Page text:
COVID-19, AN ECONOMIC PANDEMIC
The COVID-19 outbreak is of seismic proportion. And is fast evolving into an economic pandemic.
The virus took away the freedom of movement from millions of people, infected close to 3 million and claimed the lives of over 200,000 globally to-date. The virus has just about also infected every part of the organs, limbs and joints of global economies, financial markets and businesses around the world. Dow Jones Index tumbled almost 25% in Q1, bringing along with it stock markets everywhere. The Straits Times Index mirrored with a 23% fall during the same period. Oil prices have collapsed, and a little over two weeks ago the West Texas Intermediate crude contract for May 2020 delivery fell 321% and settled at negative US$40 per barrel (WTI is one of the three grades of crude oil used as a benchmark in oil pricing). More than 26 million Americans filed for unemployment in a little over the past five weeks, far exceeding the 22.4 million jobs that the U.S. took over ten years to create since November 2009, after the GFC recession.
The virus has created a gigantic black hole in the global economy. No one knows how big or deep it is. Everyday the world gets locked down, the bigger/deeper it gets. Governments from across the globe have poured unprecedented fiscal and monetary assistance into this economic black hole. Interest rates have been revised to almost zero. The monetary assistance countries poured in to save their economies and jobs amount to over 10% of their respective GDP, and more to be made available should the need arise. Singapore is no exception. With every passing day the pandemic causes grim and panic, every economist has predicted a great depression to follow once the virus is eradicated or when a vaccine is found. On 21st March, Goldman Sachs spooked the market with a -24% GDP loss for Q2 prediction, the result of a “sudden stop for the U.S. economy”. The MAS has revised Singapore’s 2020 GDP growth, for the fourth time, to between -4% and -1%.
From the turn of the millennium, the world has witnessed four pandemics: Severe Acute Respiratory Syndrome (SARS) between 2002 and 2004, H1N1 Swine Flu (H1N1) between 2009 and 2010, Ebola Virus Disease (EVD) outbreak from 2014 to 2016, and Coronavirus Disease 2019 (COVID-19) from December 2019 and on-going. Of the four, SARS, H1N1 and COVID-19 has reached Singapore shores and along with them brought devastation, despair and damage to lives and businesses. When it rains, it pours. This metaphor best describes the compounded impact these pandemics bring when they strike preceding or during ongoing major global economic, financial catastrophes, and/or military confrontation. Dot-com bubble burst, 9/11 and the ensuing Afghanistan war, together with SARS created the Perfect Storm; H1N1 added to the woes of the Global Financial Crisis brought about by the subprime crisis; and COVID-19 strikes when the world is facing great uncertainties and impact of BREXIT and U.S.-China’s tit-for-tat trade war.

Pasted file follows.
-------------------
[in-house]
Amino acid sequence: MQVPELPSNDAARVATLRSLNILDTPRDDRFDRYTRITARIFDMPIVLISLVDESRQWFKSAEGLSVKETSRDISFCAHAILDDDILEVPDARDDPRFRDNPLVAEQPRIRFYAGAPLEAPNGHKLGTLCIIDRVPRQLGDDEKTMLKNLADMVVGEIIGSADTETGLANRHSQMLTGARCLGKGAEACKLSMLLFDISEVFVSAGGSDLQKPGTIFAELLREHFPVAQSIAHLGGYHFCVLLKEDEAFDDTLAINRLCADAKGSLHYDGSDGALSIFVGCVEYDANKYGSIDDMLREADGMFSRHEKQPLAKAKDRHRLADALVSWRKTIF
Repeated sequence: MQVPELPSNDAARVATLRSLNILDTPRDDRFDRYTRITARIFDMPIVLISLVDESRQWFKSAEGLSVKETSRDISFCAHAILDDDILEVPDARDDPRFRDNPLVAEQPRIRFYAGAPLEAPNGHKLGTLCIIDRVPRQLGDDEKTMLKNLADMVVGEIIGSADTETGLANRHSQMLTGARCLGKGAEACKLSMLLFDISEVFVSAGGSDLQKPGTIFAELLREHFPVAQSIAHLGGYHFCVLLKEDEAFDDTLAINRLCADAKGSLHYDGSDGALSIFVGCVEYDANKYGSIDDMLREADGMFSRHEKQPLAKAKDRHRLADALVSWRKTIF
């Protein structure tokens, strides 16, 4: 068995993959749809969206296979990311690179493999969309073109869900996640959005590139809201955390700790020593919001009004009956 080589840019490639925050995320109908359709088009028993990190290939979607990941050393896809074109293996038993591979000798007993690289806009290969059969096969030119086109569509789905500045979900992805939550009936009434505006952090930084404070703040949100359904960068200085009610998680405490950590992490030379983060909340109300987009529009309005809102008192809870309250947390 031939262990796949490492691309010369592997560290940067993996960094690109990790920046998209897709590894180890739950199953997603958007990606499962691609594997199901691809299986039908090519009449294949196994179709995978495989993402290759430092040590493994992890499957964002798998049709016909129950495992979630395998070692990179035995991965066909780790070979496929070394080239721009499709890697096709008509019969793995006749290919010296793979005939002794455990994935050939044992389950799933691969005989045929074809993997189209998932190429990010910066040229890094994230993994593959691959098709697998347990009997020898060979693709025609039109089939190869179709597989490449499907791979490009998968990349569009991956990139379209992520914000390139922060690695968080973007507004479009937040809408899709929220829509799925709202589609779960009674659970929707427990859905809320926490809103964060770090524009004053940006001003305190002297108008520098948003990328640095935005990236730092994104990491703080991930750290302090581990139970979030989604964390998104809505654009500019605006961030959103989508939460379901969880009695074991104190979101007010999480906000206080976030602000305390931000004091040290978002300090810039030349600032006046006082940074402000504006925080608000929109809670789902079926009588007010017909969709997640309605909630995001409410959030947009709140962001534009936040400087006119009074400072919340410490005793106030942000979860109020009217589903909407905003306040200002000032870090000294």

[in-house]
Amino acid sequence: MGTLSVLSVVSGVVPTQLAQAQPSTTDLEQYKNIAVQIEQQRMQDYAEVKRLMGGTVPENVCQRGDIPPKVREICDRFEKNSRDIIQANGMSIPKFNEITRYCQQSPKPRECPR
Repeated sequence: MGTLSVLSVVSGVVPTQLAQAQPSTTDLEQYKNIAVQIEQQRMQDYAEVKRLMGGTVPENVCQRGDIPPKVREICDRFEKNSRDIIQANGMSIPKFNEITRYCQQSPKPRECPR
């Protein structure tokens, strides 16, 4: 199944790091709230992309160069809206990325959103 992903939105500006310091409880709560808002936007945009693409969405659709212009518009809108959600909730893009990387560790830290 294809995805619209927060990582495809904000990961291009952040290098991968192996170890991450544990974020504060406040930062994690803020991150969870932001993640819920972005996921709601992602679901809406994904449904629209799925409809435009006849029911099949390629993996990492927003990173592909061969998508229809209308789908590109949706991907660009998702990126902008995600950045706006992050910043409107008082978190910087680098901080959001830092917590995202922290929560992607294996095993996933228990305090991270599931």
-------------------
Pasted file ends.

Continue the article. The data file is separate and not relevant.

I hope to share some findings on whether SARS and H1N1 has impacted the Singapore private residential market, and the effect COVID-19 has one Quarter since its start. It is by no means comprehensive or seeking to be the authority to predict the outcome of our private residential market post-COVID. By overlaying the time periods these pandemics happen on existing data on the private housing market, economic indicators, money supply, interest rates, and the dollar exchange rates, I hope this presentation gives you, as it had me, a relative perspective of the health of the private housing market during and post SARS and H1N1. And hopefully, a little preparedness one could glean looking forward to the end of COVID-19, and the economic pain and uncertainties to come.
It seems that SARS and H1N1 pandemic by themselves did not bring down the private home prices. It was the economic and financial turbulence that preceded SARS, and that coincided with the H1N1 outbreak that caused the private homes market to retract. Just like SARS and H1N1 did, COVID-19 has sent the private home market into a pause mode with movement control. It is the economic pandemic that is expected to come that will have a negative impact on the private home market.